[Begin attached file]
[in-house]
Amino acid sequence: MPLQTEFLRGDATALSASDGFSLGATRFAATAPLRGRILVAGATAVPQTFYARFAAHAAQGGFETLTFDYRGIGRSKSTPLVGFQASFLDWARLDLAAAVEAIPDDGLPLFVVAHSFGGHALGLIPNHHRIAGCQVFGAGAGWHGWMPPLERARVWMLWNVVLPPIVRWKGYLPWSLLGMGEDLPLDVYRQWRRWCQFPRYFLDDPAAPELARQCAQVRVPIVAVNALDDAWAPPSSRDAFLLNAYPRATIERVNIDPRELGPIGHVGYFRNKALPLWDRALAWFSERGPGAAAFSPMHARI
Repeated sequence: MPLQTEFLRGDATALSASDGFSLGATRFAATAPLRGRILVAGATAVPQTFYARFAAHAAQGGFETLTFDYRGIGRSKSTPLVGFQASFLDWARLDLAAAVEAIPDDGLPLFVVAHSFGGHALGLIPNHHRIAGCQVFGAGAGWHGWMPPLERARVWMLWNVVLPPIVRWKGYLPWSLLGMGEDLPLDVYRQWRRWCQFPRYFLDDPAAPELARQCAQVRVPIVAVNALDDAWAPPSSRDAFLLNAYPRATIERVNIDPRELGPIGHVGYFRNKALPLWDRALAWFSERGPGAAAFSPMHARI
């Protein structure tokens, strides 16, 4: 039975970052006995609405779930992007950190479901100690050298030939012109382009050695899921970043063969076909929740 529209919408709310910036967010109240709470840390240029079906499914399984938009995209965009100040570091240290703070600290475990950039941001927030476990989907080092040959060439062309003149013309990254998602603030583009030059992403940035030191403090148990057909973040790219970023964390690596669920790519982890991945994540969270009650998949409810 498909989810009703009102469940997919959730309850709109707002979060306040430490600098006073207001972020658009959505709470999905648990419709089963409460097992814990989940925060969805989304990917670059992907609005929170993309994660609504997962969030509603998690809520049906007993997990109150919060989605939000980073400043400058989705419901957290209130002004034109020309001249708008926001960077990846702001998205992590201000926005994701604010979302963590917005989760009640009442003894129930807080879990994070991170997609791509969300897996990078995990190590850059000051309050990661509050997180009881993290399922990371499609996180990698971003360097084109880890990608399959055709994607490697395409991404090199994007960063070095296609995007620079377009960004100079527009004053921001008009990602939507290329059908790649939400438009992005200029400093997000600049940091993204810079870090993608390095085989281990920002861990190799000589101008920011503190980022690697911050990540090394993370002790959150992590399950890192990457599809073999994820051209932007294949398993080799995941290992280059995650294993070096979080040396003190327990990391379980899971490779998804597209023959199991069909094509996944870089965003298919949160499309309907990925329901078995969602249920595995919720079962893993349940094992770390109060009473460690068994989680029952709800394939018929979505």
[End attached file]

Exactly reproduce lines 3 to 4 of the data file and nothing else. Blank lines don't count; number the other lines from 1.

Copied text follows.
Repeated sequence: MPLQTEFLRGDATALSASDGFSLGATRFAATAPLRGRILVAGATAVPQTFYARFAAHAAQGGFETLTFDYRGIGRSKSTPLVGFQASFLDWARLDLAAAVEAIPDDGLPLFVVAHSFGGHALGLIPNHHRIAGCQVFGAGAGWHGWMPPLERARVWMLWNVVLPPIVRWKGYLPWSLLGMGEDLPLDVYRQWRRWCQFPRYFLDDPAAPELARQCAQVRVPIVAVNALDDAWAPPSSRDAFLLNAYPRATIERVNIDPRELGPIGHVGYFRNKALPLWDRALAWFSERGPGAAAFSPMHARI
């Protein structure tokens, strides 16, 4: 039975970052006995609405779930992007950190479901100690050298030939012109382009050695899921970043063969076909929740 529209919408709310910036967010109240709470840390240029079906499914399984938009995209965009100040570091240290703070600290475990950039941001927030476990989907080092040959060439062309003149013309990254998602603030583009030059992403940035030191403090148990057909973040790219970023964390690596669920790519982890991945994540969270009650998949409810 498909989810009703009102469940997919959730309850709109707002979060306040430490600098006073207001972020658009959505709470999905648990419709089963409460097992814990989940925060969805989304990917670059992907609005929170993309994660609504997962969030509603998690809520049906007993997990109150919060989605939000980073400043400058989705419901957290209130002004034109020309001249708008926001960077990846702001998205992590201000926005994701604010979302963590917005989760009640009442003894129930807080879990994070991170997609791509969300897996990078995990190590850059000051309050990661509050997180009881993290399922990371499609996180990698971003360097084109880890990608399959055709994607490697395409991404090199994007960063070095296609995007620079377009960004100079527009004053921001008009990602939507290329059908790649939400438009992005200029400093997000600049940091993204810079870090993608390095085989281990920002861990190799000589101008920011503190980022690697911050990540090394993370002790959150992590399950890192990457599809073999994820051209932007294949398993080799995941290992280059995650294993070096979080040396003190327990990391379980899971490779998804597209023959199991069909094509996944870089965003298919949160499309309907990925329901078995969602249920595995919720079962893993349940094992770390109060009473460690068994989680029952709800394939018929979505």